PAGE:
Should EMS/Fire be armed?

DrParasite

The fire extinguisher is not just for show
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I could not bring myself to use a weapon against an individual who essentially showed up for a fistfight.
sure... if you end up in a fistfight and chose to use lethal force, that's not going to look good. what if the individual shows up armed with a bat? or knife? or firearm? and he planned to use it on you because you were the wrong skin color (making up a situation that you can't talk your way out of)

The only PT that ever planted an effective impact on me was a left hook to the jaw while we were lowering the Model-30 gurney. It's pretty difficult to protect yourself while occupied with a handful of stretcher.
Apparently, you worked in either a slow area, a very nice area, or had a short career, because I know plenty of EMS personnel who were assaulted on the job, some with career ending injuries. There are multiple documented occurrences. Or maybe you just got lucky during your career.
It finally became a matter of deciding that, because we went into areas like courthouses, jails, mental health facilities, and "gun-free" zones, the firearm would be a liability.
So.... jails and some mental health facilities are "secure" facilities. no one carries firearms in the doors, including LEOs. there is no reason why an armed EMS worker couldn't secure their firearm just like a LEO. The same legal exception for PD could be made for EMS in a court house (and i think that's more policy than law, but I could be wrong). and Gun free zones..... well, freel free to educate yourself on gun free zones: Most Mass Shootings Happen In Gun Free Zones
gunfreezone2.jpg

I think you need to look up the definition of liability, because you definitely aren't using it well.
 

GMCmedic

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I could not bring myself to use a weapon against an individual who essentially showed up for a fistfight.

While the optics would be bad, a quick Google search shows at least 5 instances of persons dying from a punch, just on the first page.
 

Seirende

Washed Up Paramedic/ EMT Dropout
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While the optics would be bad, a quick Google search shows at least 5 instances of persons dying from a punch, just on the first page.

Australia, or at least parts of Australia, has/have a "one-punch law" relating to such deaths
 

CarSevenFour

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While the optics would be bad, a quick Google search shows at least 5 instances of persons dying from a punch, just on the first page.
Of course, you can be killed by a single impact injury. Snap of the neck from a harsh blow to the head, punch to chest or abdomen, sure. The most dangerous is the sucker punch. But, so what? From this short reply, it's difficult to see what you mean. Guy hits me, I pull out a gun and shoot him because 5 guys once died from a mutual combat blow? Lawyers arrive by the busload. newspapers write, "EMT brings gun to a fistfight. 1 person dead." So, what's your point? A Google search using the parameters "people killed in a fistfight" would naturally bring up a heck of a lot more than 5 stories about people getting punched to death in a fistfight. It wouldn't be a very good Google search engine NOT to deliver what you asked for. Right? I would say your retort needs more work, Think critically. Avoid confirmation bias.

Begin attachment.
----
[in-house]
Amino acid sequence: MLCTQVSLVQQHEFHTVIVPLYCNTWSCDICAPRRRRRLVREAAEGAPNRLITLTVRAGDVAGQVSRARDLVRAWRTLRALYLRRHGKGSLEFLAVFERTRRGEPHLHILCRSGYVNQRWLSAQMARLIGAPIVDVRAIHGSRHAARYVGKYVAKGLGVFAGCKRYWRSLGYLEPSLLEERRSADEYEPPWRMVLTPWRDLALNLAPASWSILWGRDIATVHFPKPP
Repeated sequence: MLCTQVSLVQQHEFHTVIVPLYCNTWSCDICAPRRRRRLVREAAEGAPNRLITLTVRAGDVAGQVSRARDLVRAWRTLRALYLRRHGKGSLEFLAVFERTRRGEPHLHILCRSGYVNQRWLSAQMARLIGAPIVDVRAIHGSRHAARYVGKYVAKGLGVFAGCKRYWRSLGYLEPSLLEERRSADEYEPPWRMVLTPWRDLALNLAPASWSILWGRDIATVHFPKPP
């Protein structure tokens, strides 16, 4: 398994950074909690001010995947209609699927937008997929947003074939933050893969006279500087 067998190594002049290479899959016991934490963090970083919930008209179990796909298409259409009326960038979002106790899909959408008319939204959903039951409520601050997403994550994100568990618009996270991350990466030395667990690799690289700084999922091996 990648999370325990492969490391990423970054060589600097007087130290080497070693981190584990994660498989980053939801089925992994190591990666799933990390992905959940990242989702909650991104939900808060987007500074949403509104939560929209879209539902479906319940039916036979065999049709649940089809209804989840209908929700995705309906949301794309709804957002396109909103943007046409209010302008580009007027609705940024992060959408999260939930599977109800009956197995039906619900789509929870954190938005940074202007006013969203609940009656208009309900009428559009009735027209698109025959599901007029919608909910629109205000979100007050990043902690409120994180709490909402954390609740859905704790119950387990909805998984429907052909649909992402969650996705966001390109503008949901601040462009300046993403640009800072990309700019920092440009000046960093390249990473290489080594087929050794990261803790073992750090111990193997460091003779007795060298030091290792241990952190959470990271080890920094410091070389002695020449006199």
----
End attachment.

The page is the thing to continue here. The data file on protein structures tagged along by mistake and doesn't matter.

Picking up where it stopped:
CarSevenFour

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sure... if you end up in a fistfight and chose to use lethal force, that's not going to look good. what if the individual shows up armed with a bat? or knife? or firearm? and he planned to use it on you because you were the wrong skin color (making up a situation that you can't talk your way out of)


Apparently, you worked in either a slow area, a very nice area, or had a short career, because I know plenty of EMS personnel who were assaulted on the job, some with career ending injuries. There are multiple documented occurrences. Or maybe you just got lucky during your career.

So.... jails and some mental health facilities are "secure" facilities. no one carries firearms in the doors, including LEOs. there is no reason why an armed EMS worker couldn't secure their firearm just like a LEO. The same legal exception for PD could be made for EMS in a court house (and i think that's more policy than law, but I could be wrong). and Gun free zones..... well, freel free to educate yourself on gun free zones: Most Mass Shootings Happen In Gun Free Zones
gunfreezone2.jpg

I think you need to look up the definition of liability, because you definitely aren't using it well.
You respond to an emergency in a courtroom. "Oh, wait, we need to stop by security first so I can stash my gun." Then you load up, CPR in progress..."Oh, wait, we need to stop by security so I can pick up my gun." Your partner, who is a lot smarter than you has had enough of this, "Let's go! We'll come back later and pick up your pea shooter." Off you go, it gets busy, your gun's locked up at the courthouse. Maybe you run another call on the back-to-back and never get your gun because some guy punched you out on a call and you're now in the hospital with a career-ending injury. Because you didn't have your gun. So what's your point? I can play "What if?" all day.
 

CarSevenFour

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I thought the post was pretty well thought out. I also enjoyed the DT4EMS video.